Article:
|Going over notes after a day in the field|
I have now been in Myanmar (Burma) for a month and have seen and done so many things for the first time in my life, that it really feels as though I have been here for at least a year!
I arrived in Yangon, the capital, on the 30th July and had to spend the next four days waiting for my travel authority so that I could go down to the Delta region, where I am working. After four days in Yangon I left for Pyapon, the town where I am living and working. The drive from Pyapon alternated between no miles an hour (as the car negotiated some gigantic pot holes) and careering at breakneck speed when there were short stretches of relatively good tarmac.
My first impressions when I arrived at the office were that I was never going to get the hang of peoples’ names. How am I ever going to learn to say Hlaing Yu Maw let alone remember it? So I started by bonding with 2 nurses called Doris and Diana and gradually the other names started to sound more familiar as I got used to them.
Making a house a home while on a healthcare mission
The expat house is old fashioned but has a certain charm, at first sight it seemed very basic compared to the lovely comfortable airy house in Yangon. I quickly got used to no running water or reliable electricity and I am enjoying the bucket showers and living by candle light.
It is a wooden building, completely unlined, which makes it terribly noisy. Every sound that is made outside in the street can be heard clearly from inside the house. When the dogs howl outside my bedroom window, it sounds as though they are in my bed with me.
There is also a lot of uninvited livestock trying to share it with me. I really don’t mind the little frog about the size of my thumb; it is sweet and comes into the shower with me. But the mice, the huge hairy spider and the bats will definitely remain uninvited guests.
My job title is health advisor. The Doctors of the World programme covers 131 villages in the Pyapon Township (a township is an administrative district similar to an English county) and by the time I had been here a few days I was really beginning to see how my mission is going to pan out.
The programme was first implemented in January last year to strengthen existing (or barely existing) primary health care in this township following the devastation of Cyclone Nargis 2 years ago. The project has reached a stage where it needs to move on and become more sustainable and advice is needed about how the training and supervision can best be organized to achieve this.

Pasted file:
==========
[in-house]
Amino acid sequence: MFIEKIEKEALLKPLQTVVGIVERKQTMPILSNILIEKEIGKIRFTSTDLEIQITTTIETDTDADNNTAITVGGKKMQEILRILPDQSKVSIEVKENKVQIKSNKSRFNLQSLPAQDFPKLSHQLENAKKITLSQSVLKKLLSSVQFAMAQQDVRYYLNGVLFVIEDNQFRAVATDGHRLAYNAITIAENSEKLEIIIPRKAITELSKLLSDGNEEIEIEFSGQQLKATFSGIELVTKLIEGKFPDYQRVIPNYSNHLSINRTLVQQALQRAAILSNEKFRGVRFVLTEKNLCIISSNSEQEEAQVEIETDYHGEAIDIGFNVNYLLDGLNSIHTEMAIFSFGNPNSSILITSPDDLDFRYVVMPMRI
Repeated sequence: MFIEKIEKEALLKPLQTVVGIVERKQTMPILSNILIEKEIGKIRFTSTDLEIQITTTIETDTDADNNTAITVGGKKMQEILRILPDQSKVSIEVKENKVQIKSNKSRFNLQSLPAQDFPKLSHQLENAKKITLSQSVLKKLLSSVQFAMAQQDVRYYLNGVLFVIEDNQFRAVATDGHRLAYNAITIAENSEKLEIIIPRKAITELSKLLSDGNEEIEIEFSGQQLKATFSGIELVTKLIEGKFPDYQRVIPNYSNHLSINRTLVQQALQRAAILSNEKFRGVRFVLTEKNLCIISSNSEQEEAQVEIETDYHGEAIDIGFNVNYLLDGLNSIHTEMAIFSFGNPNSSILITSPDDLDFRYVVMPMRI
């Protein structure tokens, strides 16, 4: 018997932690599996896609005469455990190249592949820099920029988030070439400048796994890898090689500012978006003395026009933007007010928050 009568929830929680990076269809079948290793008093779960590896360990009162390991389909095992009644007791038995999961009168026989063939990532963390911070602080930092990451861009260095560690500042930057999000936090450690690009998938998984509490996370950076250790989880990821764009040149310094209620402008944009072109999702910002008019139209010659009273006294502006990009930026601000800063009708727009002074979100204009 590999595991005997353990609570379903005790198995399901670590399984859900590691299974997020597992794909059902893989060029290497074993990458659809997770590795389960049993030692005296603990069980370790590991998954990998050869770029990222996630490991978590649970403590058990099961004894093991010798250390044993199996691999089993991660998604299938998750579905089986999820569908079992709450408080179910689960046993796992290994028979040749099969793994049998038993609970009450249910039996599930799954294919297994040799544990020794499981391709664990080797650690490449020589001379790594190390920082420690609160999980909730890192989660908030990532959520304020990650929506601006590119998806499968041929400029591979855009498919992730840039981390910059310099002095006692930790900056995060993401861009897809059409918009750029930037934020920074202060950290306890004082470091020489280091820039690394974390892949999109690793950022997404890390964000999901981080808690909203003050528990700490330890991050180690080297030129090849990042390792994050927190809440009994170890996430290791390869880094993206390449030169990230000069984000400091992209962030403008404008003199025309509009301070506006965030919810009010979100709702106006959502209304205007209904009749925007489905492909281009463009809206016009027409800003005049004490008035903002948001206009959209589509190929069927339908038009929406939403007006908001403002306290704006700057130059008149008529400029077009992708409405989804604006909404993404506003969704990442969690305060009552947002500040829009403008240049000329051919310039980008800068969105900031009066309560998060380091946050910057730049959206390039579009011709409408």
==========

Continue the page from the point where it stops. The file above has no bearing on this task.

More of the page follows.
All my conversations with the local people are done through an interpreter, it really isn’t very easy, because the interpreter and I hardly understand each other. The language sounds half English and half Burmese, which is a tonal language and SO different. They don’t seem to use consonants at the end of words and so they actually find that very difficult to do. I am beginning to get used to interpreting things like “chah” as meaning “child”. When the logistician assigned my bike to me, he told me that it was “Nuh Zeh Nah”. It took me a while to realize that my bike was “Number zero nine”!
The commute to work
I cycle to work each day. It is the rainy season at the moment – and it really knows how to rain here! I haven’t yet mastered the technique of riding one handed holding an umbrella. The roads are so bad, that I need both hands to cling on for dear life, so I have borrowed a poncho, and I am going to try not to worry about the torrential rain. The route is quite flat and takes about 10 minutes. The morning ride in is during the rush hour and the road is packed with bikes and rickshaws. It’s chaotic with all traffic going in different directions and none of it complying with any sort of road rule that I am familiar with. At the moment I am the only European in town, so I am very obvious as I negotiate my way through the traffic with my very white hair. I am beginning to see people that I recognize and we wave at each other. I’m almost a local!